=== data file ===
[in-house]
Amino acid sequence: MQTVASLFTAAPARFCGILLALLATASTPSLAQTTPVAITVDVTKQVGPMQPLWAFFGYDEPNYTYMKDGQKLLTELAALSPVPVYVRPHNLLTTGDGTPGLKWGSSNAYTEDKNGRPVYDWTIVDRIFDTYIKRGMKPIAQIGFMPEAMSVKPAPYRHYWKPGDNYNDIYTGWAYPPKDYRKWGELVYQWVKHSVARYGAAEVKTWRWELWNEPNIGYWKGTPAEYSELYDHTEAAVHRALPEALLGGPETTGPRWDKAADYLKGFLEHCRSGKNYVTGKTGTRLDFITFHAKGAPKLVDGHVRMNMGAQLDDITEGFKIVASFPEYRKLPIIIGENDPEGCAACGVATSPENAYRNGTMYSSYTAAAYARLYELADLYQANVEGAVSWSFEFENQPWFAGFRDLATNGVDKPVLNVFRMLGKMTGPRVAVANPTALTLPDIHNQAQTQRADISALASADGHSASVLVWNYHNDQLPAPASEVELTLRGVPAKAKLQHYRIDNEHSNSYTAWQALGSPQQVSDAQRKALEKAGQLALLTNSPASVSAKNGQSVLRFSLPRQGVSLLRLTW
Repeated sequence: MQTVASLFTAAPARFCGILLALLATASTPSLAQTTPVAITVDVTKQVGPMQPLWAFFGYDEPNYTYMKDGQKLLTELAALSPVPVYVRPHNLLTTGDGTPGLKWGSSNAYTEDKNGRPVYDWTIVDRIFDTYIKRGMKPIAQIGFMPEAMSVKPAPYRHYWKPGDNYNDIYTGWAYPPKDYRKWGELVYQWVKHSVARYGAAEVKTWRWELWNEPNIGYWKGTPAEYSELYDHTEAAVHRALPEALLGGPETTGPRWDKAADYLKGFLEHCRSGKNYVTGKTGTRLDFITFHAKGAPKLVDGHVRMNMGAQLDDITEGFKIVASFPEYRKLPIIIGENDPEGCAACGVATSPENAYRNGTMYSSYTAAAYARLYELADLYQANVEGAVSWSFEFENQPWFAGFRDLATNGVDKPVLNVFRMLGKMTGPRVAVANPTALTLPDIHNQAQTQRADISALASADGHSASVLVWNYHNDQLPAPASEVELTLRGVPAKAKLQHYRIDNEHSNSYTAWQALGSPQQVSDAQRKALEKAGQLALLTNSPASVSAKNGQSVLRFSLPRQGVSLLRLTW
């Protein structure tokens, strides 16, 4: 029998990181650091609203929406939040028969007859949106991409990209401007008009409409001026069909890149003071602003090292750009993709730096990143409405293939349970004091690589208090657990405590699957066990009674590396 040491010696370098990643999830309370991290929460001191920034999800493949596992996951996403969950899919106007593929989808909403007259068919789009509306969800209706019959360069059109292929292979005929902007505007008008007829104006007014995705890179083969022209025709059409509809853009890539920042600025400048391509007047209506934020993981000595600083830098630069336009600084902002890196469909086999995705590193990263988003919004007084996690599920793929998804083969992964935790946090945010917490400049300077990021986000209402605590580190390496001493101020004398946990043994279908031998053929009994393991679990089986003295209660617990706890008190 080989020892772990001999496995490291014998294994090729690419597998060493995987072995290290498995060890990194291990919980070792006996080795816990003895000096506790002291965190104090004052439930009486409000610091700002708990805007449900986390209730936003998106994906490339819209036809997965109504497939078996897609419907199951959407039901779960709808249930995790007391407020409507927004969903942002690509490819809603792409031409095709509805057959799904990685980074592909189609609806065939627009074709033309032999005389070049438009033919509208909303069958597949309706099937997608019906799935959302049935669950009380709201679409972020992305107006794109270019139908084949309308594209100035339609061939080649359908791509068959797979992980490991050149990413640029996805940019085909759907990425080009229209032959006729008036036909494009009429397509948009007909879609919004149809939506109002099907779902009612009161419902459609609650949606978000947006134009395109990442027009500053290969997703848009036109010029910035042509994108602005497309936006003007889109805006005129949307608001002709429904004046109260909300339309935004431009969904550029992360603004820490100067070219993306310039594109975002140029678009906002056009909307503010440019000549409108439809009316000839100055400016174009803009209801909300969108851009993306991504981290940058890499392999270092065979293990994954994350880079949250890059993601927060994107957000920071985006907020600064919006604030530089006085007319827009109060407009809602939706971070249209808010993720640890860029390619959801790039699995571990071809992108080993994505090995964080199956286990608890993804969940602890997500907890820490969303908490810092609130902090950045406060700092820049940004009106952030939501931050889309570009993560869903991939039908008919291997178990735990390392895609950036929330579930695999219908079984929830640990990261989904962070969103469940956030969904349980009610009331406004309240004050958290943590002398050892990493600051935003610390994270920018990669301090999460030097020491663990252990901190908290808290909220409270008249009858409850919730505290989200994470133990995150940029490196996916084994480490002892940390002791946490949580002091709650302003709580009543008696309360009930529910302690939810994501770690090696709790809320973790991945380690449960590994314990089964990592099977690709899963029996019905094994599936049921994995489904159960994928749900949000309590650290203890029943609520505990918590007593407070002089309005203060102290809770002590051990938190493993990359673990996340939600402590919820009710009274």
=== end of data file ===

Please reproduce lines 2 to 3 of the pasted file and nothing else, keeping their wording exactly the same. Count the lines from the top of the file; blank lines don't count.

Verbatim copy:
Amino acid sequence: MQTVASLFTAAPARFCGILLALLATASTPSLAQTTPVAITVDVTKQVGPMQPLWAFFGYDEPNYTYMKDGQKLLTELAALSPVPVYVRPHNLLTTGDGTPGLKWGSSNAYTEDKNGRPVYDWTIVDRIFDTYIKRGMKPIAQIGFMPEAMSVKPAPYRHYWKPGDNYNDIYTGWAYPPKDYRKWGELVYQWVKHSVARYGAAEVKTWRWELWNEPNIGYWKGTPAEYSELYDHTEAAVHRALPEALLGGPETTGPRWDKAADYLKGFLEHCRSGKNYVTGKTGTRLDFITFHAKGAPKLVDGHVRMNMGAQLDDITEGFKIVASFPEYRKLPIIIGENDPEGCAACGVATSPENAYRNGTMYSSYTAAAYARLYELADLYQANVEGAVSWSFEFENQPWFAGFRDLATNGVDKPVLNVFRMLGKMTGPRVAVANPTALTLPDIHNQAQTQRADISALASADGHSASVLVWNYHNDQLPAPASEVELTLRGVPAKAKLQHYRIDNEHSNSYTAWQALGSPQQVSDAQRKALEKAGQLALLTNSPASVSAKNGQSVLRFSLPRQGVSLLRLTW
Repeated sequence: MQTVASLFTAAPARFCGILLALLATASTPSLAQTTPVAITVDVTKQVGPMQPLWAFFGYDEPNYTYMKDGQKLLTELAALSPVPVYVRPHNLLTTGDGTPGLKWGSSNAYTEDKNGRPVYDWTIVDRIFDTYIKRGMKPIAQIGFMPEAMSVKPAPYRHYWKPGDNYNDIYTGWAYPPKDYRKWGELVYQWVKHSVARYGAAEVKTWRWELWNEPNIGYWKGTPAEYSELYDHTEAAVHRALPEALLGGPETTGPRWDKAADYLKGFLEHCRSGKNYVTGKTGTRLDFITFHAKGAPKLVDGHVRMNMGAQLDDITEGFKIVASFPEYRKLPIIIGENDPEGCAACGVATSPENAYRNGTMYSSYTAAAYARLYELADLYQANVEGAVSWSFEFENQPWFAGFRDLATNGVDKPVLNVFRMLGKMTGPRVAVANPTALTLPDIHNQAQTQRADISALASADGHSASVLVWNYHNDQLPAPASEVELTLRGVPAKAKLQHYRIDNEHSNSYTAWQALGSPQQVSDAQRKALEKAGQLALLTNSPASVSAKNGQSVLRFSLPRQGVSLLRLTW